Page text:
Some adolescents may also fear their parents will turn to the school and make the issue an even bigger ordeal. Victims may fear that involving authorities will make the bullying worse for them, Sobel adds. That’s another common reason they may choose to keep quiet about what’s happening.
“Some kids may also be scared they’ll have their Internet privileges revoked if they admit they’re being bullied online,” Sobel says. “Even though they don’t like what they’re seeing online, they don’t want those privileges taken away so they keep the bullying hidden.”
With cyberbullying happening in secret from parents and other authorities, the best defense may be engagement. If their kids aren’t going to be forthcoming with information, parents may need to look for red flags that indicate a problem. There are some signs that may indicate a child is a bullying victim, Sobel says. These would include aspects such as change in behavior or mood, withdrawal from everyday activities, or even aggression. Of course these could also be signs of another issue that’s causing distress or even depression. But once parents recognize there is a problem, they should include cyberbullying as a possible cause to explore.
It’s also effective for parents to be involved with their child’s Internet usage. In adolescents, online behavior needs to be monitored.
“It’s not just cyberbullying that parents need to be concerned about,” Sobel says. “There is sexting [sending sexually explicit photos or messages via cellphone] and other engagement in risky online behavior that can occur among adolescents. The bottom line is that parents need to be monitoring Internet use. It’s important to stay engaged.”
Since adolescents may be ashamed or reluctant to admit the bullying is happening, it’s an area where parents need to tread cautiously, focusing on creating a feeling of safety and security in discussing the issue and how it can be handled.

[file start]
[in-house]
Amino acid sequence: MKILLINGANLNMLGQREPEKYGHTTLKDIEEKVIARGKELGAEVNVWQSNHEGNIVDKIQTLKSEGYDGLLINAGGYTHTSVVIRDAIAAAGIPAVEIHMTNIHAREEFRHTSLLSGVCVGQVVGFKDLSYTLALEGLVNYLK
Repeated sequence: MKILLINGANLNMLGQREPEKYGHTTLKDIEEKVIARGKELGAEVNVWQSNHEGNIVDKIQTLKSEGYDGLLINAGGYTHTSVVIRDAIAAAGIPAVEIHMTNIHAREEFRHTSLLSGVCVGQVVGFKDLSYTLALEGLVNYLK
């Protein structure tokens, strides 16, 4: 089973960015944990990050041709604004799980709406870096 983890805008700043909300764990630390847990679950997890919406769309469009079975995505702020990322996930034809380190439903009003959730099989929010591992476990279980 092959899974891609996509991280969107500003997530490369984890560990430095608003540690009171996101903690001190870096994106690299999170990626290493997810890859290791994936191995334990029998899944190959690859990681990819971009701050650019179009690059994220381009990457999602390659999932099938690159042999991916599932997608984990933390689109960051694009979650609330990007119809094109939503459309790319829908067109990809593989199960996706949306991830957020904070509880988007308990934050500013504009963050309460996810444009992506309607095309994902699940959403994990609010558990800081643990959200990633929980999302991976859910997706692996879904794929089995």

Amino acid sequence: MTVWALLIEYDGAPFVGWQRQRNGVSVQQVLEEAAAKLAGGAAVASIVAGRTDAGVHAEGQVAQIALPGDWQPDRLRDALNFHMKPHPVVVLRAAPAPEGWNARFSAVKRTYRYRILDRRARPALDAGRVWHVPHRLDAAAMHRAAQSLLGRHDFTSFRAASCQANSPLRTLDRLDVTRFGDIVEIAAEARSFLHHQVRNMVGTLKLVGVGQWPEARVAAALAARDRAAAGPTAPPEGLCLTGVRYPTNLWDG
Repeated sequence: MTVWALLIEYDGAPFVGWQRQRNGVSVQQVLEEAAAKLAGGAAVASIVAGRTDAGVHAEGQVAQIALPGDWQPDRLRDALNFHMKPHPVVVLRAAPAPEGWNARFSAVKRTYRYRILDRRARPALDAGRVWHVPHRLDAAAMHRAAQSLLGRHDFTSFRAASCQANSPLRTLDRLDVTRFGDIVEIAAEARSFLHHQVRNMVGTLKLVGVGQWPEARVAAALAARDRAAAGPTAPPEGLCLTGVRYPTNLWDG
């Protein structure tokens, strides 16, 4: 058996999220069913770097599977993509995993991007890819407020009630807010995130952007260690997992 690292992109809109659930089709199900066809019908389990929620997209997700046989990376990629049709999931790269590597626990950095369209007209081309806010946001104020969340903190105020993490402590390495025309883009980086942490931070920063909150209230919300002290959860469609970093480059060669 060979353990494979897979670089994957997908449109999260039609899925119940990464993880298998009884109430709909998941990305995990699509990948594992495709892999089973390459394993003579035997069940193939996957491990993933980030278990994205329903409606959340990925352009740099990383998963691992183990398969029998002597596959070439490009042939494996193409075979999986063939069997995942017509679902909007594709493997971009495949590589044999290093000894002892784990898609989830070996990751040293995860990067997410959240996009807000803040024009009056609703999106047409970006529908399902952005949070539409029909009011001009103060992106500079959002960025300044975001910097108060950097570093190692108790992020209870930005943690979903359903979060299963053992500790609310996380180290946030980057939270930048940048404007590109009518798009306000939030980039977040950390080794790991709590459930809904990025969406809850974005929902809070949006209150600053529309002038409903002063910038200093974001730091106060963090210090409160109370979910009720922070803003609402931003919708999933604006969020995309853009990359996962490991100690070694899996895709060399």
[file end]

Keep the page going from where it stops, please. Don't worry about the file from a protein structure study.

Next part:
While learning coping skills is important, schools, counselors, and clinicians should place the emphasis on preventing bullying. Prevention is the most effective way to fight cyberbullying.
“Schoolwide prevention programs are really important,” Sobel says. “Studies have shown that having these programs led by both students and teachers is most effective. Teaching components of antibullying within the general curriculum is also effective. It should become a regular and ongoing conversation for students.”
Sobel says that it’s also important to teach students to stand up and get involved when they witness bullying happening.
Sobel says this means so much more than just teaching kids not to contribute to bullying. They really need to be taught not to ignore it when they see it happening. That is perhaps the best way to stop this problem in its tracks. If other students stand up for the victim, the bully loses power.
Cyberbullying is new territory to navigate, Sobel says. But with a focus on preventive strategies, it’s an issue that can be tamed. If schools, parents, and clinicians take a more proactive approach, they may be able to prevent some of these concerns.
— Lindsey Getz is a freelance writer based in Royersford, PA, and a frequent contributor to Social Work Today.